I’m specifically referring to conditions like separation anxiety. When you leave your dog and then return, they may be unable to control their reactions at first. Some dogs will jump or bark and others may howl. Your dog may also perform one of these actions when left by themselves as well. I had a dog who would bark and howl relentlessly if I forgot to crate her before going out. She saw the crate as a safe space and it comforted her when no one was in the house.
Anxious dogs can be worked with by both your vet and you. Sometimes medication may help depending on the severity of the issue but most of the time, you can find other ways to help your dog cope such as creating a safe space like a crate room. The important thing here is not to yell or hit your dog if they are acting up when you come home or when you leave. Work with a vet or trainer to establish a routine and help your dog adjust accordingly.
Most dogs will howl if they are injured or need help. This is a very common reason to hear a dog howling. Sometimes they won’t be in any pain or danger at all but they might not understand the situation they are in. A great example would be your dog getting stuck somewhere like a fence. They may not be in any pain but panic has set in because they are stuck and need help. Let the howling begin!
If your dog does have a fall or manages to hurt themselves, you will hear them howl. Usually a painful howl sounds very different from a normal alertness howl though. The best way to explain it would be to say that you can hear the pain in their voice. For those of you who may have experienced this, You’ll know what I mean right away. For those of you who have never heard a pained howl, I hope you never do.
Obviously the best thing to do in this situation is to find your dog and address the situation at hand. Once this is done, your dog will stop howling and hopefully no permanent damage was done.
Dog Found Something
Howling doesn’t always have to be for negative or warning purposes. Some dogs will howl in glee if they find something that pleases them. It could be an old bone or maybe it’s a nice smelling flower. The key to remember here is that your dog has personality just like you and sometimes they may use a quick howl to signify how happy they are about a current situation.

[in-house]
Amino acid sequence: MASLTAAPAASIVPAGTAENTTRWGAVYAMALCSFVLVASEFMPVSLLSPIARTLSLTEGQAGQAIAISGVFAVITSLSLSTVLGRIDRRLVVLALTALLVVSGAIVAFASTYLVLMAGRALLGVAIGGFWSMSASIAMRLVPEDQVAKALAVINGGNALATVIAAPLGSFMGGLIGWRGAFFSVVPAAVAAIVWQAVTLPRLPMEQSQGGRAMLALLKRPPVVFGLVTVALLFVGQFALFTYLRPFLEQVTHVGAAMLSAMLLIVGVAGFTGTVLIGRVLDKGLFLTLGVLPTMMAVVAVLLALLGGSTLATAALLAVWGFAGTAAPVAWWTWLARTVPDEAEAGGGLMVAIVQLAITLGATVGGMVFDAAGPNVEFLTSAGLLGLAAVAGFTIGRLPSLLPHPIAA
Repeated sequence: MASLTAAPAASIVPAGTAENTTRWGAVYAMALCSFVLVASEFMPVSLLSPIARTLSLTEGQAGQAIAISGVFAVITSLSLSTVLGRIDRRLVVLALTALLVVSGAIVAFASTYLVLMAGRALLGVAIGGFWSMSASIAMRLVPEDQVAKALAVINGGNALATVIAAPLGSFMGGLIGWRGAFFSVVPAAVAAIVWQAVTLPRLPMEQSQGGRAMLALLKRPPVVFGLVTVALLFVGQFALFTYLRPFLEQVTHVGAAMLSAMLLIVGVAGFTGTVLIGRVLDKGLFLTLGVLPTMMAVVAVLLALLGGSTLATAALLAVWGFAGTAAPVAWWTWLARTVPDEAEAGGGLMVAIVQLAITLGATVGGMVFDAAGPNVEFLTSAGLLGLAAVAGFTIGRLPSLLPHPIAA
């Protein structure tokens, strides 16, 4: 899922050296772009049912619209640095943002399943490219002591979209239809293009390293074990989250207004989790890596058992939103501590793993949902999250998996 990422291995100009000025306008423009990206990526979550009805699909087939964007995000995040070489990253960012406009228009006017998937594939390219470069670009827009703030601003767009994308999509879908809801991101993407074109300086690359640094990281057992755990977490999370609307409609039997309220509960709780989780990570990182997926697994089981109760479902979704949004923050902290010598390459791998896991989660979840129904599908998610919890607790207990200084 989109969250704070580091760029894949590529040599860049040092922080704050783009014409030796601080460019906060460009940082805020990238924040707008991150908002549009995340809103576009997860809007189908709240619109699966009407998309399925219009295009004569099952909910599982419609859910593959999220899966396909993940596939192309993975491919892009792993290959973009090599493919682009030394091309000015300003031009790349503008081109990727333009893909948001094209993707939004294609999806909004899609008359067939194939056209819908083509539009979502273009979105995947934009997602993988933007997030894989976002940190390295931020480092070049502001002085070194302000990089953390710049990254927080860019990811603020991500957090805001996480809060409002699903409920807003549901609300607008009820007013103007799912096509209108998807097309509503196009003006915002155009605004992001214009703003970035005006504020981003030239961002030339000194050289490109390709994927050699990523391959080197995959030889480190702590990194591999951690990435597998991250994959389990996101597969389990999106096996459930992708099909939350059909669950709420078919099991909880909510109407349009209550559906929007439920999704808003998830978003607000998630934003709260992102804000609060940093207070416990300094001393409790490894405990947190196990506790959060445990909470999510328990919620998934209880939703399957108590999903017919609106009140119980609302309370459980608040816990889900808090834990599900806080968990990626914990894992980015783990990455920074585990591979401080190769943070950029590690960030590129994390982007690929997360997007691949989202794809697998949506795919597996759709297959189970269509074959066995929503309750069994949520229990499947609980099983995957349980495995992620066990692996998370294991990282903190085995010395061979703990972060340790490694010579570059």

I added this category in because a lot of dogs are trained hunters and they will use howling and barking to their advantage in this case. Technically, this involves a combination of many of the reasons displayed above as well but lets drill down a bit deeper on this one.
If you take your dog out hunting and they catch a scent of prey, off they will go into the woods. Your dog can quickly outpace you as they search for their quarry. When it is located. Your dog may try to corner it and then alert you to the situation. This is where howling and or barking can come into play. These sounds carry over long distances and will help you to locate your dog to see what they have found. Aside from the many other benefits dogs can bring to a hunt, this is one of the best in my opinion.
Dog Training To Discourage Howling
As I mentioned above, some of these howling problems are occurring due to either learned behaviors or bad behavior in general. One of the best ways to cure your dog of these distasteful habits is by providing a training program for them. Your dog does not have to be a puppy but the earlier you start training them, the better.
Establish a strong foundation for your dog. You can do this by keeping your dog with you at all times and crate training them when you can’t directly supervise their activity. A typical way to do this would be by using a tether method. In other words, get a leash and tether the dog to you during the day when you are home. When you have to go out, crate them until your return.
This is obviously a very basic overview of dog training or establishing this training foundation for your dog. If you need some more help I suggest working with your vet or a trainer to get some more specifics. If you’re more of a DIY person, check out this guide here and save some money by training the dog yourself. You have a major advantage when training your own dog. They love you! Because of this, they will be more inclined to listen and follow your commands even though it may not seem like it at first. Give it a try and see what happens. You can always seek out additional help if needed.
Why Do Dogs Howl At Sirens Concluded
So there we have it. The Question, “Why do dogs howl at sirens?” has been answered. We have learned that there are many reasons for dogs to howl in general. Some of these behaviors are learned and others seem to be hereditary or instinctual in nature. The important thing is to determine why your dog may be howling in the first place and see what you can do to address the specific issue at hand. Once you have this knowledge to go on, fixing or alleviating the problem is only a matter of time.
Remember that sometimes it may be beneficial for your dog to alert you to certain situations as well. It may be worth the occasional howling fit if your dog is doing it for the right reasons!